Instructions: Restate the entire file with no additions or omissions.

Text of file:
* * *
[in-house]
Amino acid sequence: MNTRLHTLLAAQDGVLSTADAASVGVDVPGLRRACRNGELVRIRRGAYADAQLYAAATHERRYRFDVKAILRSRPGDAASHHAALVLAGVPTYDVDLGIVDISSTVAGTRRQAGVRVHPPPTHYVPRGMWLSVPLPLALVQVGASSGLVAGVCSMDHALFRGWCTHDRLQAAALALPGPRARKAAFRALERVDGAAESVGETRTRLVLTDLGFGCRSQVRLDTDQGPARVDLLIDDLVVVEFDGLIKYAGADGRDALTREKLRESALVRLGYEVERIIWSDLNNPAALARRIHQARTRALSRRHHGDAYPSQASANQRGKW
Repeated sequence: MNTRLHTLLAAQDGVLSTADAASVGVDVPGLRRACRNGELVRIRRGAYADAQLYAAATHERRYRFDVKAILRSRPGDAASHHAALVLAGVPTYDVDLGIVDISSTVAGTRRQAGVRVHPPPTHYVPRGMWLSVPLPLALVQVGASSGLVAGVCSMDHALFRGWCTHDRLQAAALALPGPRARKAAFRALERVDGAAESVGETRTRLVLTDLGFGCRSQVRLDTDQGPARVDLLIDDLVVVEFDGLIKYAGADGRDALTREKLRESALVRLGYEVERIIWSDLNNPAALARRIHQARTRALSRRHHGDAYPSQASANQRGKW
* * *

[in-house]
Amino acid sequence: MNTRLHTLLAAQDGVLSTADAASVGVDVPGLRRACRNGELVRIRRGAYADAQLYAAATHERRYRFDVKAILRSRPGDAASHHAALVLAGVPTYDVDLGIVDISSTVAGTRRQAGVRVHPPPTHYVPRGMWLSVPLPLALVQVGASSGLVAGVCSMDHALFRGWCTHDRLQAAALALPGPRARKAAFRALERVDGAAESVGETRTRLVLTDLGFGCRSQVRLDTDQGPARVDLLIDDLVVVEFDGLIKYAGADGRDALTREKLRESALVRLGYEVERIIWSDLNNPAALARRIHQARTRALSRRHHGDAYPSQASANQRGKW
Repeated sequence: MNTRLHTLLAAQDGVLSTADAASVGVDVPGLRRACRNGELVRIRRGAYADAQLYAAATHERRYRFDVKAILRSRPGDAASHHAALVLAGVPTYDVDLGIVDISSTVAGTRRQAGVRVHPPPTHYVPRGMWLSVPLPLALVQVGASSGLVAGVCSMDHALFRGWCTHDRLQAAALALPGPRARKAAFRALERVDGAAESVGETRTRLVLTDLGFGCRSQVRLDTDQGPARVDLLIDDLVVVEFDGLIKYAGADGRDALTREKLRESALVRLGYEVERIIWSDLNNPAALARRIHQARTRALSRRHHGDAYPSQASANQRGKW